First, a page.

When I wrote about teaching teens to manage money, I had the picture of a rather cute set of pigs. I was just finishing the post with my son hovering over me – waiting for me to join him for a walk. Naturally he was reading what I wrote – and asked why piggy banks are called “piggy” banks.
I mean, after all, these days piggy banks are shaped like all sorts of things. He has one in the shape of a post box. I have one – predictably shaped like a laughing Buddha. I remember those days when our altar had a couple of these – pseudo piggy banks made of clay – one had to break them to access the cash. These were invariably used to save for a religious purpose and looked like this:
So where did the “piggy bank” come from? I just had to Google that.
Here we go, exploring the very interesting history of the rather beloved piggy bank sooner than I’d planned.
The Piggy Bank – A delightful history
The history of the piggy bank is almost 600 years old and begins during a time when there were no real banks. People naturally kept their money at home, usually in a kitchen jar. Then came the Middle Ages, when metal was costly and utensils were crafted from a cheap orange colored clay called “pygg”. You see where this is going! Money was stored in these clay pots.
Now, since early English had different sounding vowels back then, so when the Saxons said “Pygg” it sounded like “Pug” but the pronunciation of Y evolved from a “U” to an “I”. This turned pygg into what sounded like pig. What is interesting is, the Old English word for the farm animal pig was “picga” which became pigge – the animals did love to roll in “pygg” mud and dirt!
During the next two to three hundred years, the English language changed and the pronunciation for “pygg” clay and the animal “Pigge” sounded the same. People forgot that the clay was called pygg.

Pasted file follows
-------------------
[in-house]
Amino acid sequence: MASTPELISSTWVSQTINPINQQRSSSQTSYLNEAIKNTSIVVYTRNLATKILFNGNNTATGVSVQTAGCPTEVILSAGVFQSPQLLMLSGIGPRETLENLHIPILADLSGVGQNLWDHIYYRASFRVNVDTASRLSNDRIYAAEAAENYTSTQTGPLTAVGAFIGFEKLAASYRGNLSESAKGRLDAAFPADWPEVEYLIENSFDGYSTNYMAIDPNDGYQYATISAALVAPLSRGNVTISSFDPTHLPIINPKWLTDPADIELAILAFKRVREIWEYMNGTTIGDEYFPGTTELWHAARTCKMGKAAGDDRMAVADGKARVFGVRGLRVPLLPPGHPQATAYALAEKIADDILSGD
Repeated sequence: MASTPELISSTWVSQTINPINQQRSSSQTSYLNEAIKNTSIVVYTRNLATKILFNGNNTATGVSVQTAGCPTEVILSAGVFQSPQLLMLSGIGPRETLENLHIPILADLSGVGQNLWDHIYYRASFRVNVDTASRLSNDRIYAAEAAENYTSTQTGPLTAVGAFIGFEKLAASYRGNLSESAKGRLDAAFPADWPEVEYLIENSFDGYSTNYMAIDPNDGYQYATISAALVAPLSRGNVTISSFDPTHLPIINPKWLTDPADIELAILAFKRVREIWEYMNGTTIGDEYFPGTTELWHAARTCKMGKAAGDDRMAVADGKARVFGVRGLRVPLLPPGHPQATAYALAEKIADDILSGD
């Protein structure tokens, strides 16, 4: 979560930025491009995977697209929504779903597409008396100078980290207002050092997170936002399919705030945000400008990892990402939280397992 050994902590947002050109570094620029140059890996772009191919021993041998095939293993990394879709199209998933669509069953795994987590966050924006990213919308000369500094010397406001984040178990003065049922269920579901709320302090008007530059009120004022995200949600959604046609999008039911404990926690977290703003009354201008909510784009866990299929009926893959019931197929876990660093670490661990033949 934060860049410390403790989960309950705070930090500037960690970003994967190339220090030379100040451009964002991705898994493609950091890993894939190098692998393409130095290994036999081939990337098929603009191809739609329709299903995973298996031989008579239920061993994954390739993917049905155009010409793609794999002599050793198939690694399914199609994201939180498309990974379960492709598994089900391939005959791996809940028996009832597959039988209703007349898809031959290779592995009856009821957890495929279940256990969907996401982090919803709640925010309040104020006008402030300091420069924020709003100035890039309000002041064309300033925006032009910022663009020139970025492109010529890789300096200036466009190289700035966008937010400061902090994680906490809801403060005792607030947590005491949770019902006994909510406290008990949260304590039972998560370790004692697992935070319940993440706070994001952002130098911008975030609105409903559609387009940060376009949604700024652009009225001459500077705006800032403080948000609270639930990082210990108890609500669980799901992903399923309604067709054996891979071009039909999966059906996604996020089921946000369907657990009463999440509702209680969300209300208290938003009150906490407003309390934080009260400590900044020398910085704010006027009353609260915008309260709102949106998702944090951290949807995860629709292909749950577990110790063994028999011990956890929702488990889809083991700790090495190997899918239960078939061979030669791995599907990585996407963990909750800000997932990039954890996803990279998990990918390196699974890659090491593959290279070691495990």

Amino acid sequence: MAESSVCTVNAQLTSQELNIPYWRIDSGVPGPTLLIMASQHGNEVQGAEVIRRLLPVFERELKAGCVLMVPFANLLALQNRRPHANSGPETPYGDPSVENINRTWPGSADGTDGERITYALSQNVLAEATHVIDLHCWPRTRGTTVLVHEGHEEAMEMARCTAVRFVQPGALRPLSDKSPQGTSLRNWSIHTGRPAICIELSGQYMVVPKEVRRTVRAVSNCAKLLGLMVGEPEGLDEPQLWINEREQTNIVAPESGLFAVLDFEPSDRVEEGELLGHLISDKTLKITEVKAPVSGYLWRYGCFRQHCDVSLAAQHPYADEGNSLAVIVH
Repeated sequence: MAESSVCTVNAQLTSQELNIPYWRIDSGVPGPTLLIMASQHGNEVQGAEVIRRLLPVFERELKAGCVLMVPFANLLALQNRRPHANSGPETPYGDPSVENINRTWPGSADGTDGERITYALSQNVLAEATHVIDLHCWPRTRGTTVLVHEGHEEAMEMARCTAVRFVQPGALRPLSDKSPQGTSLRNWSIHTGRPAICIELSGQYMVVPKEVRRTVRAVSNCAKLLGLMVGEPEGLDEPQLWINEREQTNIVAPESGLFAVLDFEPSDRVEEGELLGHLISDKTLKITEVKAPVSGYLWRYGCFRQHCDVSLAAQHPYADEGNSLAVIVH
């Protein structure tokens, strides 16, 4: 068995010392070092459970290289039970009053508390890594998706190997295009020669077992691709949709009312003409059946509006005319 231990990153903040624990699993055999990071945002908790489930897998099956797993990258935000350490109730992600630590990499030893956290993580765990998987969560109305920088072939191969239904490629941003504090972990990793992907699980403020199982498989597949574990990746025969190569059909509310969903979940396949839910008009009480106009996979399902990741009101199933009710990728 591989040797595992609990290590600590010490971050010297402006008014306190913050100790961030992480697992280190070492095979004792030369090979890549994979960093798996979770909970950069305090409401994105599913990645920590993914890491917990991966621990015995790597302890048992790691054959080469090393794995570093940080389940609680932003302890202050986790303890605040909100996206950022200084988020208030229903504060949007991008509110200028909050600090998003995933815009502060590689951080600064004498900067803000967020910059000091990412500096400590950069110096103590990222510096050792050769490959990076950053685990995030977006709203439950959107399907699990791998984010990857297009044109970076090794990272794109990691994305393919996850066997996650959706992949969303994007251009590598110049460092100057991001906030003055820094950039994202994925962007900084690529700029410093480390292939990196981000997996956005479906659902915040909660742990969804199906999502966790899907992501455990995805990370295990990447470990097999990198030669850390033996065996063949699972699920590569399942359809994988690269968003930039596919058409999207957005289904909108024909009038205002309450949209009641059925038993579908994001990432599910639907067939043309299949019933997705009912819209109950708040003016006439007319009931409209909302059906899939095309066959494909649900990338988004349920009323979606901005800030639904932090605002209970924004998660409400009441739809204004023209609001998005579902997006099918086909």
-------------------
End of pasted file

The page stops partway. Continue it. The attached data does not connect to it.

In the 19th century, when English potters were asked to make pygg banks, they started making coin banks shaped like pigs. Can’t blame them, really, can you? Of course everyone loved the adorable looking “bank”
The piggy bank initially did not have the opening at the bottom – and so the only way to access the money was by “breaking the bank” – and thus came another expression!
So that’s one part of the story.
History shows that the original terra cotta piggy bank in the shape of an actual pig with a slot on top for inserting coins was made in the 14th century, in Java. There aren’t many Indonesian piggy banks remaining now, since most were probably broken for the money.
The UK has a 650 year old Majapahit terracotta piggy bank that is valued at around US $ 10,000.00!
And that’s how the piggy part of the piggy bank came to be.
What about the “bank” part? Long ago, bank meant bench. When trade started in Northern Italy, money lenders did their business in open markets across a table. These were Medieval Venetian Banks and existed in the main square, stacked with currency from different countries. The Italians say “banco” for bench and that became “bank” in English.
Today’s piggy bank is a great system to teach children to save money.
In some European countries, especially in the Netherlands and German speaking countries, it is traditional to gift piggy banks for luck and good fortune. Japan has its “Maneki Neko or money cat where coins are stored.
Have to admire these pretty hand painted piggy banks
You can see some fun and weird piggy banks here
Here is a typewriter coin bank I found on Pinterest – I would totally love one of these!
And by the way, there are piggy banks for boys and girls and piggy banks for adults.
And there are digital piggy banks that count your money!
But nothing beats the traditional and adorable original piggy bank eh?
The beautiful featured image on top is from Etsy
Piggy bank history reference here